About 17 mln tons of food is thrown out in Russia annually: TIARCENTER published the results of the food sharing in Russia research
17 mln tons of food waste is generated in Russia annually at the stage of storage, retail and consumption. This is about 28% of MSW. Almost the entire amount of food waste (94%) goes to landfills and landfills, where it pollutes the soil, water, and air. The 17 mln tons of food waste annually emits about 2.4 mln tons of methane, a strong greenhouse agent.
Food waste is a huge financial loss. The research estimates the cost of annually thrown food at RUB 1.64 trln. 17 mln tons of food would be enough to feed 30 mln people during the year. This significantly exceeds the number of Russians with incomes below the subsistence level (20.9 mln people).
The development of the food sharing model is fully consistent with the UN sustainable development goals and has three benefits to society.
- Saved products are given to people who are interested in them, including those in need.
- Rationally used natural and labor resources (involving fewer resources, you can feed more people).
- Food waste is reduced.
In 2018, about 7 thousand tons of food were saved in Russia thanks to food sharing. According to RAEC and TIARCENTER estimates, this volume can grow to 1 mln tons by 2024. Three key components are needed to realize the potential of food processing in Russia.
- Comfortable government regulation related to determining the status of products for food sharing and its taxation. The research provides a map of regulatory barriers to the development of online food distribution services.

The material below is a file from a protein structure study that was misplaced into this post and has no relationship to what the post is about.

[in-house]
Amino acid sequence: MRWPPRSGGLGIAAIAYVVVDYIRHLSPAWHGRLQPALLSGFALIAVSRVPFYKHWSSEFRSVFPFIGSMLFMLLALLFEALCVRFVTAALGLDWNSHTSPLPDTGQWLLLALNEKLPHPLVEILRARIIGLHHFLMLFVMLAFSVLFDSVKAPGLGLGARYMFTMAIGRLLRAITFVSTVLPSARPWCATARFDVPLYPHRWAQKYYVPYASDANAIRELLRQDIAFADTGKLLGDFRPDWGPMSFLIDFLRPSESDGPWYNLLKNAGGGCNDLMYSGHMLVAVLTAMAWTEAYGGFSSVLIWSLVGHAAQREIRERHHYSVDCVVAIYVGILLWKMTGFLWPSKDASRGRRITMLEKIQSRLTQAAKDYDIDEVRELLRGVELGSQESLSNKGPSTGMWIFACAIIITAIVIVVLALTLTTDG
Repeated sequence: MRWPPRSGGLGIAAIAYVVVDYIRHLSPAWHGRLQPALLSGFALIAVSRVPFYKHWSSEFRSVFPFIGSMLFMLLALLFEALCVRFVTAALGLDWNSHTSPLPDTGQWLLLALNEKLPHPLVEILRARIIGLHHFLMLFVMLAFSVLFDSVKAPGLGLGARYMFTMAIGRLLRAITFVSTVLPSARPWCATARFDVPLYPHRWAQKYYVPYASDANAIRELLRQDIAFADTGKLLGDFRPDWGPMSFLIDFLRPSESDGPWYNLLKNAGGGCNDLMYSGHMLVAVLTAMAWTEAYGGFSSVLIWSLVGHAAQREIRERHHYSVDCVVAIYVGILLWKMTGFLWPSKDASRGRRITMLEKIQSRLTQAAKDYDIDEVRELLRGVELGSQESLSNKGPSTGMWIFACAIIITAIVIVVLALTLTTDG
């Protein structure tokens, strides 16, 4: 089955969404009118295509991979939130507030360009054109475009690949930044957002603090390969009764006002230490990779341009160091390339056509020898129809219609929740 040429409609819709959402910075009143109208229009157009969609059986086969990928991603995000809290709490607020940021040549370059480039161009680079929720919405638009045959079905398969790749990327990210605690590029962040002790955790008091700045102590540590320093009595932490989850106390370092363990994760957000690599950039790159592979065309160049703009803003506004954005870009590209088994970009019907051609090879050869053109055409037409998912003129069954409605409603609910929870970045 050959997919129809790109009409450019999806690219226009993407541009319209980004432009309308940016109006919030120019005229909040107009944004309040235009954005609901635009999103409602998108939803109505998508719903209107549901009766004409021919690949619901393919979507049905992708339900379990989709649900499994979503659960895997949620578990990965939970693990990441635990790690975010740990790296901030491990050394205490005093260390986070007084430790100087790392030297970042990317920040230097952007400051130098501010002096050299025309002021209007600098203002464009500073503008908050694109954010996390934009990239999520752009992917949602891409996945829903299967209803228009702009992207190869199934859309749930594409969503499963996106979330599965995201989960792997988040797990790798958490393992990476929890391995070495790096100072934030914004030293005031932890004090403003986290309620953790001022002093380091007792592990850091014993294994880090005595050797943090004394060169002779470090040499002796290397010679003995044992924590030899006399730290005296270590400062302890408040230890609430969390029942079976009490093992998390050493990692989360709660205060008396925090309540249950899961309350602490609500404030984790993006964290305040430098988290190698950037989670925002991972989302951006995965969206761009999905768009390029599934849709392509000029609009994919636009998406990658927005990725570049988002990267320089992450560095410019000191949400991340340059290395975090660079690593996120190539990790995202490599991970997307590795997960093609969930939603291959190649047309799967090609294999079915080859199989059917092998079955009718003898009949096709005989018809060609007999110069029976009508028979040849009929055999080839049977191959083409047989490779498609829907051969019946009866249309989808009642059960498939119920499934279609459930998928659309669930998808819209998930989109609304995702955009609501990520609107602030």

- The development of technological platforms that ensure rapid growth in the number of participants and mobility in the distribution of food. During 2018–2019 In Russia, several food-sharing startups (EatyEat, Food Hide, Alisok) appeared; some managed to attract the first investments.
- The focus of the business working with food products on their most efficient use. Today, large retail chains and food producers (including X5 Retail Group, PepsiCo, Danone, Cargill, etc.) cooperate with charitable organizations that distribute food to those in need (the largest of them, Foodbank Rus, saves about 4.6 thousand tons per year). However, the distribution of food is less than a tenth of a percent of products with an expiring shelf life.
The further development of food sharing in Russia and the achievement of 1 mln tons of saved food annually is an opportunity to provide food for about 1.3 mln needy Russians, prevent the release of 143 thousand tons of methane, and also do business on food products with an expiring shelf life, the total cost which exceeds RUB 85 bln.